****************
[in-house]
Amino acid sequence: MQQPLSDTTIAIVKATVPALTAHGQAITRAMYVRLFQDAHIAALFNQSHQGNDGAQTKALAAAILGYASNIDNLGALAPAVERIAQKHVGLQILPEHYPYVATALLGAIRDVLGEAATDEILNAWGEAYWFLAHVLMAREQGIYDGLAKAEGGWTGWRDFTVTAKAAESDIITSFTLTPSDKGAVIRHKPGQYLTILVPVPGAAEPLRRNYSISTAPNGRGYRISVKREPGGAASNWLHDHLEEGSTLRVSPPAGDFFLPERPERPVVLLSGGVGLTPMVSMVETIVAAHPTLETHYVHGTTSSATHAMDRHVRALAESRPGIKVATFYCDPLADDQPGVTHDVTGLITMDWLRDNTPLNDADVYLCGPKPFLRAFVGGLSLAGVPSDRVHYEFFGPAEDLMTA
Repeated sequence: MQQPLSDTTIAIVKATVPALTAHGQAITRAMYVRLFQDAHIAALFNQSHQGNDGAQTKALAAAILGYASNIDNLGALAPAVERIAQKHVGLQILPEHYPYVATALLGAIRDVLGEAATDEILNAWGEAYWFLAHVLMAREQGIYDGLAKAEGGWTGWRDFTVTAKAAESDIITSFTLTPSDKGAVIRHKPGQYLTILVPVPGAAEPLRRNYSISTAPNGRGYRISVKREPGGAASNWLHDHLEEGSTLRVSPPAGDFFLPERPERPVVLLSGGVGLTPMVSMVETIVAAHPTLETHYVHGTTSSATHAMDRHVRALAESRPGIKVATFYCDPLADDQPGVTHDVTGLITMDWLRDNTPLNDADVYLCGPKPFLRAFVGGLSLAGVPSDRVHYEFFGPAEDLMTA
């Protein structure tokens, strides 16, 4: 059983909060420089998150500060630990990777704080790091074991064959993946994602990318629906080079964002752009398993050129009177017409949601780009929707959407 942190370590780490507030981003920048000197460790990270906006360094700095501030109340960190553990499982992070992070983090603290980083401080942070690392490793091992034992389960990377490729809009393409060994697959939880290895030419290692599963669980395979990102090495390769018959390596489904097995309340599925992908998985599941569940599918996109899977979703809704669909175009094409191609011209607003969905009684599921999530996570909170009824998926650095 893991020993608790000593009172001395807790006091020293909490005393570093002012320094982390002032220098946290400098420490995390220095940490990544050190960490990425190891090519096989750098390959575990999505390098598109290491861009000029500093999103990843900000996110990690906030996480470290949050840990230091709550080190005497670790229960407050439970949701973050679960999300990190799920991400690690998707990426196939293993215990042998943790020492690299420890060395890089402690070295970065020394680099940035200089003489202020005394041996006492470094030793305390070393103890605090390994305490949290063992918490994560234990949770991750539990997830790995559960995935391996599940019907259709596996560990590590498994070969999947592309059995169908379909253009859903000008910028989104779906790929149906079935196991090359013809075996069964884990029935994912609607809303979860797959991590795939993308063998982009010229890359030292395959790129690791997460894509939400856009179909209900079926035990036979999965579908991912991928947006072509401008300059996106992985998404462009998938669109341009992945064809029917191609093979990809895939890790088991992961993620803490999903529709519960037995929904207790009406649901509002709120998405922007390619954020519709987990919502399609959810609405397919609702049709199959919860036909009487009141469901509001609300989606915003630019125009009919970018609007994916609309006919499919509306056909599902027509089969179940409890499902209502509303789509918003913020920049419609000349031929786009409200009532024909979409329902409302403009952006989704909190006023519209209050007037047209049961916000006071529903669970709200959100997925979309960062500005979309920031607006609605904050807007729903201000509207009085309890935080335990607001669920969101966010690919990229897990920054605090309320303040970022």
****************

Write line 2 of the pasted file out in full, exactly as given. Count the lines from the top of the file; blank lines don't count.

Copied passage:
Amino acid sequence: MQQPLSDTTIAIVKATVPALTAHGQAITRAMYVRLFQDAHIAALFNQSHQGNDGAQTKALAAAILGYASNIDNLGALAPAVERIAQKHVGLQILPEHYPYVATALLGAIRDVLGEAATDEILNAWGEAYWFLAHVLMAREQGIYDGLAKAEGGWTGWRDFTVTAKAAESDIITSFTLTPSDKGAVIRHKPGQYLTILVPVPGAAEPLRRNYSISTAPNGRGYRISVKREPGGAASNWLHDHLEEGSTLRVSPPAGDFFLPERPERPVVLLSGGVGLTPMVSMVETIVAAHPTLETHYVHGTTSSATHAMDRHVRALAESRPGIKVATFYCDPLADDQPGVTHDVTGLITMDWLRDNTPLNDADVYLCGPKPFLRAFVGGLSLAGVPSDRVHYEFFGPAEDLMTA